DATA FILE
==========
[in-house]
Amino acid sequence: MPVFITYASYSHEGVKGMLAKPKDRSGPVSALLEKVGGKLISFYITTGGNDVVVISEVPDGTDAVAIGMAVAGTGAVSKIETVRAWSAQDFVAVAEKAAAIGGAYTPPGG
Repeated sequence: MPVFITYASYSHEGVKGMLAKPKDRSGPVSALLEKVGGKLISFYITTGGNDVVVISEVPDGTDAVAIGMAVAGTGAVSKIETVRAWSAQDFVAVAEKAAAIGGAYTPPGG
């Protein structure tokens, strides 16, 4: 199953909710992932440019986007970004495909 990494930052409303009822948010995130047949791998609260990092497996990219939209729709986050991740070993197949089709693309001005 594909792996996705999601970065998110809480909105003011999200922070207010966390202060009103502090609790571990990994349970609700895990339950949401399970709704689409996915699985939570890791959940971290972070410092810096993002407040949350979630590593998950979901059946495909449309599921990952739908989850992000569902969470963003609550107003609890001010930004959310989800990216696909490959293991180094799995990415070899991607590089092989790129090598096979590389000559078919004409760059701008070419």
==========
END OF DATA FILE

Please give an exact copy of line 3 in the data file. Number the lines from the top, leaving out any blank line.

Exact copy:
Repeated sequence: MPVFITYASYSHEGVKGMLAKPKDRSGPVSALLEKVGGKLISFYITTGGNDVVVISEVPDGTDAVAIGMAVAGTGAVSKIETVRAWSAQDFVAVAEKAAAIGGAYTPPGG